With AMD’s latest graphics card launching in a few weeks (yes, we’re still trying to get a hold of one), it seems they are really trying to court Linux users.
In a recent discussion with Forbes, AMD claimed that when the Radeon VII is released, it will support Linux. Not later, but as the card is released. Which means that Linux wasn’t an afterthought this time around and AMD has been listening to the Linux crowd. Great news all around, especially since the other team has had its fair share of issues when it comes to an OS that isn’t Windows.
AMD’s Radeon VII is set to be released on February 7, 2019, and will be priced at $699. It will be AMD’s first consumer-based GPU that based on the 7nm process. In addition, the card packs a very nice amount of HBM2 or High Bandwidth Memory. 16GB to be exact, of which provides the Radeon VII with 1TB/s of memory bandwidth. According to AMD, the card just doesn’t look good on paper, but can perform in real-world testing. When matched up with Nvidia’s RTX 20180, not only can the card hold its own in both DirectX 11 and 12 games. But when it comes to the Vulkan API, the card may very well outperform it.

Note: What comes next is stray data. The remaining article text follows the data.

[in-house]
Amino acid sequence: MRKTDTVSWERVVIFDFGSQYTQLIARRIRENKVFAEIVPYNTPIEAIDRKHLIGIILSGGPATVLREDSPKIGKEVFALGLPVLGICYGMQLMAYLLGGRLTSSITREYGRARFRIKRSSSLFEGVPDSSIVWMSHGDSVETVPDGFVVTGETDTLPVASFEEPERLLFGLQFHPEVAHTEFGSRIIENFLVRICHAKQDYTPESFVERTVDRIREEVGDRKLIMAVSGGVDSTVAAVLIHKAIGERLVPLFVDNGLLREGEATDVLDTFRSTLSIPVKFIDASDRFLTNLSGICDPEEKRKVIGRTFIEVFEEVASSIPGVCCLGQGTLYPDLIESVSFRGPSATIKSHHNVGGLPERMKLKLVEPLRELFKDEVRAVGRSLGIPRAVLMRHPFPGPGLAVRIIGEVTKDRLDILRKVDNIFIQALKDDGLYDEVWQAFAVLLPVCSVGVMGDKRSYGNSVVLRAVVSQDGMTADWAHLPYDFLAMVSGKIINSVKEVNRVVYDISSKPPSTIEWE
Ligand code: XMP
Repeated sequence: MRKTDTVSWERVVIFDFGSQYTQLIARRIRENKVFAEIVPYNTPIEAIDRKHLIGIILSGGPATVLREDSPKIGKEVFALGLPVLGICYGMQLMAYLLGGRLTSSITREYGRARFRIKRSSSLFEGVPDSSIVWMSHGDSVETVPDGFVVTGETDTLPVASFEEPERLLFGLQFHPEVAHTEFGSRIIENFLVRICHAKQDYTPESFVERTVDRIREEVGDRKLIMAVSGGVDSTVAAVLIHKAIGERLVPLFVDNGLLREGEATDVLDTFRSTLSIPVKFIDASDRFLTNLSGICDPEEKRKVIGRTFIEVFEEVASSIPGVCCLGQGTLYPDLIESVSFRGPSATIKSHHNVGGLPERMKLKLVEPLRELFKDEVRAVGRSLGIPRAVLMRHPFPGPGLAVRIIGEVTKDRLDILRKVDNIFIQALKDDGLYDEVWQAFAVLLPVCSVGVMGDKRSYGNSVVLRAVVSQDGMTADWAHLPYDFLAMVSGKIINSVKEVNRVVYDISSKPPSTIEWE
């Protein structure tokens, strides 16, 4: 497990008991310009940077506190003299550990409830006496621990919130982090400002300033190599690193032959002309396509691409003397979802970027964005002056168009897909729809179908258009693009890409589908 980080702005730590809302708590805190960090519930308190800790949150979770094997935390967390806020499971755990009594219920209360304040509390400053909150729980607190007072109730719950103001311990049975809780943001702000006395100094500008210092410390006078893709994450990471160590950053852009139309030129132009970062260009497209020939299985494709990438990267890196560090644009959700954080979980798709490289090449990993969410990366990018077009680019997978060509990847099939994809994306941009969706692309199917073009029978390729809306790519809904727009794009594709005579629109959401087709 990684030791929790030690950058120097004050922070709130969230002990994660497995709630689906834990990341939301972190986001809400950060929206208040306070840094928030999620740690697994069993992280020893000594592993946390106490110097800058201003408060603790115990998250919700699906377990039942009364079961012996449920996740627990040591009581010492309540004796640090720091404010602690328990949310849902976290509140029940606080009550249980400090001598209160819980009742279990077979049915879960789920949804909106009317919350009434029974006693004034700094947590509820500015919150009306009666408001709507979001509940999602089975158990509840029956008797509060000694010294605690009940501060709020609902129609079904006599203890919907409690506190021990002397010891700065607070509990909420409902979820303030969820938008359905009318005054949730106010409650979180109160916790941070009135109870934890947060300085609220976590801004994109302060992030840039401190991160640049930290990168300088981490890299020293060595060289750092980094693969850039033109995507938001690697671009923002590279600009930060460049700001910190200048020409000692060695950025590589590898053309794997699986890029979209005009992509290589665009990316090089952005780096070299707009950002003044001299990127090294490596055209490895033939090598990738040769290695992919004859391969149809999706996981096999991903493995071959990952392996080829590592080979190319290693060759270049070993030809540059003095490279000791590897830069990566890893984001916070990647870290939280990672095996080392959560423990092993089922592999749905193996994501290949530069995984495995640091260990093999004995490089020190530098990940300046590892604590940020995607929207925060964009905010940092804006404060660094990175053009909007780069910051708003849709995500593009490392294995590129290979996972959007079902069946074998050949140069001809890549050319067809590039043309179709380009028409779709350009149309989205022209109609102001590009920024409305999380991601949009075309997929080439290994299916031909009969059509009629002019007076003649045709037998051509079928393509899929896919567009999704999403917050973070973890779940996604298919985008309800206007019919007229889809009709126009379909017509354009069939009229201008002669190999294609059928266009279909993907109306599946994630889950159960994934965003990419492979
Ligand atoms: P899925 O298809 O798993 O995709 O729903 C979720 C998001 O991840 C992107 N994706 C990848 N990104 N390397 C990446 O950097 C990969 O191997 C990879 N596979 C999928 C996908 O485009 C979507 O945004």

Of course, we’ll have to wait for the actual benchmarks once the card is released. But if those claims are true, AMD could potentially make up some ground in the GPU race. Especially with the GTX 1080 and GTX 1080 Ti’s being discontinued and being priced cheaper than some of RTX 2080 cards that are currently available. The only downside is that the card doesn’t support ray tracing or DLSS (Deep Learning Super Sampling). However, according to a conversation with Japanese gaming website 4Gamer.net, AMD has stated they have been in testing with Microsoft’s DirectML, a DirectX API add-in that takes advantage of Machine Learning.